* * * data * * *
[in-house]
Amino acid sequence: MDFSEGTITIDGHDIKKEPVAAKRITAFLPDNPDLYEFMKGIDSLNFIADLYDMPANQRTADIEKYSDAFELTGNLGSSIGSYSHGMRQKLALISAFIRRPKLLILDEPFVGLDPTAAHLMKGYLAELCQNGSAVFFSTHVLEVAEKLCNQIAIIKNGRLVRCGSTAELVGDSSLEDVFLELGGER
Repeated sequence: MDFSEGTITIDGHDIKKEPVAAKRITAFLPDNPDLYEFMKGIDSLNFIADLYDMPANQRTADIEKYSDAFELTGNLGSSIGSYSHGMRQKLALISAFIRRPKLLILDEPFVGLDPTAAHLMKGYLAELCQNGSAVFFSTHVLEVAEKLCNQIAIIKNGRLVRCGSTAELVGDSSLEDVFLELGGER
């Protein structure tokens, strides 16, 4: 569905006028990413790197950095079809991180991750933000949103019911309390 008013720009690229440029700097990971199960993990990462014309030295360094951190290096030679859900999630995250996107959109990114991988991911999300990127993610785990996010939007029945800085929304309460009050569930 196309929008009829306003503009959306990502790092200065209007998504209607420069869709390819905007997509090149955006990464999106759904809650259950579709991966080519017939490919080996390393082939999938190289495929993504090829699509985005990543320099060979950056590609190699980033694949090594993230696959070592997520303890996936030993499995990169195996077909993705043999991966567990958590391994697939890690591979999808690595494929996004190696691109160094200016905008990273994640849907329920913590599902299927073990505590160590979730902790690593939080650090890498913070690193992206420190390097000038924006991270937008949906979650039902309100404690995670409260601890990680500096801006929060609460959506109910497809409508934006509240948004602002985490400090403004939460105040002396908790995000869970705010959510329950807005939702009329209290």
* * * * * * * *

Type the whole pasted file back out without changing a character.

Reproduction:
[in-house]
Amino acid sequence: MDFSEGTITIDGHDIKKEPVAAKRITAFLPDNPDLYEFMKGIDSLNFIADLYDMPANQRTADIEKYSDAFELTGNLGSSIGSYSHGMRQKLALISAFIRRPKLLILDEPFVGLDPTAAHLMKGYLAELCQNGSAVFFSTHVLEVAEKLCNQIAIIKNGRLVRCGSTAELVGDSSLEDVFLELGGER
Repeated sequence: MDFSEGTITIDGHDIKKEPVAAKRITAFLPDNPDLYEFMKGIDSLNFIADLYDMPANQRTADIEKYSDAFELTGNLGSSIGSYSHGMRQKLALISAFIRRPKLLILDEPFVGLDPTAAHLMKGYLAELCQNGSAVFFSTHVLEVAEKLCNQIAIIKNGRLVRCGSTAELVGDSSLEDVFLELGGER
């Protein structure tokens, strides 16, 4: 569905006028990413790197950095079809991180991750933000949103019911309390 008013720009690229440029700097990971199960993990990462014309030295360094951190290096030679859900999630995250996107959109990114991988991911999300990127993610785990996010939007029945800085929304309460009050569930 196309929008009829306003503009959306990502790092200065209007998504209607420069869709390819905007997509090149955006990464999106759904809650259950579709991966080519017939490919080996390393082939999938190289495929993504090829699509985005990543320099060979950056590609190699980033694949090594993230696959070592997520303890996936030993499995990169195996077909993705043999991966567990958590391994697939890690591979999808690595494929996004190696691109160094200016905008990273994640849907329920913590599902299927073990505590160590979730902790690593939080650090890498913070690193992206420190390097000038924006991270937008949906979650039902309100404690995670409260601890990680500096801006929060609460959506109910497809409508934006509240948004602002985490400090403004939460105040002396908790995000869970705010959510329950807005939702009329209290």